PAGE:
Statements on Introduced Bills and Joint Resolutionsby Senator Christopher A. Coons
Posted on 2013-01-31
COONS (for himself, Mr. Enzi, Mr. Schumer, Mr. Rubio, Mr.
Blunt, Ms. Stabenow, and Mr. Moran):
S. 193. A bill to amend the Internal Revenue Code of 1986 to provide
for startup businesses to use a portion of the research and development
credit to offset payroll taxes; to the Committee on Finance.
Mr. COONS. Mr. President, each and every day the folks I represent in Delaware ask me why doesn't the Senate, why doesn't the Congress focus on jobs and focus on getting our economy moving again instead of what seem to be endless partisan struggles over secondary issues.
What I wanted to speak to was a bipartisan bill, which I am introducing, which focuses on how to help create innovation-focused jobs again in the United States.
As you know all too well, our economic recovery has been slower than we had hoped. Although it has been steady, there are still far too many Americans out of work in my home State of Delaware, more than 30,000, but we are building our way back.
The task before us is to think not just about an immediate economic crisis but to take a breath and, instead, focus strategically on the long-term future, to take account of what kind of an economy we want to build for our children and our grandchildren for the America of today and tomorrow.
The engine of our Nation's greatest economic successes has always been innovation. From the light bulb to the search engine, American inventors and innovators, those who have taken risks and started companies, have created jobs by the thousands and changed lives by the millions. Before new ideas scaled to market and reach out to change the world, they first have to start in a lab or garage.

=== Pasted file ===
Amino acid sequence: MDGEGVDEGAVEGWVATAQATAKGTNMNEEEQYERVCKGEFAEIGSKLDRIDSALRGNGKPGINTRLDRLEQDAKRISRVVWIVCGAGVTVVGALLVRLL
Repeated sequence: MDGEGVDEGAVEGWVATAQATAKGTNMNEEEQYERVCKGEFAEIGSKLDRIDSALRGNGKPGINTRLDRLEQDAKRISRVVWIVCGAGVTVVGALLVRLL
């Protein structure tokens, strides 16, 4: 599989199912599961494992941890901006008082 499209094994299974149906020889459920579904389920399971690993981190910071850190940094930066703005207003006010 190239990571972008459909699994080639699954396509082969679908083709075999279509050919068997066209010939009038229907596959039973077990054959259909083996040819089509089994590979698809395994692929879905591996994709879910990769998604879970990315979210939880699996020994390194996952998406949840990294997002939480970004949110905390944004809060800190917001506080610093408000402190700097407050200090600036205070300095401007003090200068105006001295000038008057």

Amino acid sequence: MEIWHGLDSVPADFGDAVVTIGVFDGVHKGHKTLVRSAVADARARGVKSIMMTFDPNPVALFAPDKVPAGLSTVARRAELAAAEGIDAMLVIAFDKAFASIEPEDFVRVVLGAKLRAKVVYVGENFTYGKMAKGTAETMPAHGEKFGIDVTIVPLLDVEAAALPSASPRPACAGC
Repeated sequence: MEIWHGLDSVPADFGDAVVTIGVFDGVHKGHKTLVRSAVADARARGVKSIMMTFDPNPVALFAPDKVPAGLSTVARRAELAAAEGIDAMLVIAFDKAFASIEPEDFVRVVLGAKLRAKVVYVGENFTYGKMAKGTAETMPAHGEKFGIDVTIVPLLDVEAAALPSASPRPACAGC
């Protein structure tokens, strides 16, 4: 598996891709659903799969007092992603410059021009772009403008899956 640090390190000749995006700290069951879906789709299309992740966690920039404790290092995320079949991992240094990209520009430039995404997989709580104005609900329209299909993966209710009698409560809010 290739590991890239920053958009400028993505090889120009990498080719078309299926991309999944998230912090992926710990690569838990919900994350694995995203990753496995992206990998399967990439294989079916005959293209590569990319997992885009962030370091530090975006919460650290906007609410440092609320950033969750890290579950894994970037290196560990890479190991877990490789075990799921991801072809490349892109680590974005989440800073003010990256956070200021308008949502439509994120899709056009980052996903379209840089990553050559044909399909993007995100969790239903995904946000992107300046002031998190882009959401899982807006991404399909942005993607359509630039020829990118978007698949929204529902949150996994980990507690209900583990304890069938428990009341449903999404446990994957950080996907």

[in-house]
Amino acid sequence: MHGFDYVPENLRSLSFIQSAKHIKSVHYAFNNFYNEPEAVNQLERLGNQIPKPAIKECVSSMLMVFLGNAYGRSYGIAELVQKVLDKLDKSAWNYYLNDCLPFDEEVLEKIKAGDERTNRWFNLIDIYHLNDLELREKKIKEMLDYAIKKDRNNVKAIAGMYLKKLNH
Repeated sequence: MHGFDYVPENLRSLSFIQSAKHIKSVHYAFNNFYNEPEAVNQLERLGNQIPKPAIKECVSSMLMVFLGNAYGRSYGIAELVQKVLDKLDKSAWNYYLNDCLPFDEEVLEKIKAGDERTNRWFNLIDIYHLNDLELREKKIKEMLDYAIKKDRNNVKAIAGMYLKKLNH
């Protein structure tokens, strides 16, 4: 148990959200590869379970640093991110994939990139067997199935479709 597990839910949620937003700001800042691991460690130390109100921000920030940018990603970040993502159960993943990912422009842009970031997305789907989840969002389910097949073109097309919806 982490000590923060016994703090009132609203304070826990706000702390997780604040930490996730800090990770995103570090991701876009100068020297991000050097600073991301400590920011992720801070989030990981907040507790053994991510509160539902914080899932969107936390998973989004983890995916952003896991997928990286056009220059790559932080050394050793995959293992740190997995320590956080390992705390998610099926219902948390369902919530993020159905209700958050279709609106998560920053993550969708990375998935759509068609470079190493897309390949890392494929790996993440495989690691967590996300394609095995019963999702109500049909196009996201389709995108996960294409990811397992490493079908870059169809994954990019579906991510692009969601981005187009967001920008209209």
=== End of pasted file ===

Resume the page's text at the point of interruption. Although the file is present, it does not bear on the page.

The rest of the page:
I know from my own 8 years in the private sector, my work for a materials-based science company in Delaware, the products we take for granted that are today household items in the world marketplace, often started as just the sliver of an idea, an idea that [[Page S440]] needed refining through determined investment in research and development.
If we want to fuel the next generation of innovation, if we want to lay a strong foundation for job creation through invention, I think we have to start by supporting research and development. Research and development is the lifeblood of great American companies and is what will allow us to make things in this country and to be a leading manufacturer in the world and deserves focused investment.
If we look at it, nearly 70 percent of America's private sector R&D and about 90 percent our patents are actually in manufacturing, a sector that deserves particular attention. Revitalizing American manufacturing will create high-quality, middle-class jobs for the long run, but doing so depends on our ability to take great ideas and turn them into marketable products or improvements in manufacturing processes that can and will result in things being made right here in America. Startups and small businesses all across this country are already taking chances to do just that, and I think it is time for all of us in Congress to take a chance on them.
Last year, I worked in a bipartisan way with Senator Enzi, Senator Rubio, Senator Schumer, and others to introduce a bill that would make startup companies eligible for the existing research and development or R&D tax credit. I am proud to reintroduce that legislation as the Startup Innovation Credit Act of 2013 with our original cosponsors, as well as Senator Blunt, Senator Stabenow, and Senator Moran.
This broad bipartisan support suggests a bill whose time has come. Although we represent, among the cosponsors, very different parts of our country, very different backgrounds, all of us know that to strengthen our economy we have to support innovation and entrepreneurship. Each of us is committed to fostering the kind of environment which supports the private sector and which turns ideas into innovations, innovations into products, and products into companies that help create good jobs.
Under current policy, one way we do that federally is by supporting research and development through the existing R&D tax credit. Companies that invest in R&D generate new products, which sparks new industries with spillover benefits for all kinds of sectors. That is why there has long been strong bipartisan support for the existing R&D tax credit. By all accounts it is working. The R&D has helped tens of thousands of American companies succeed and create jobs.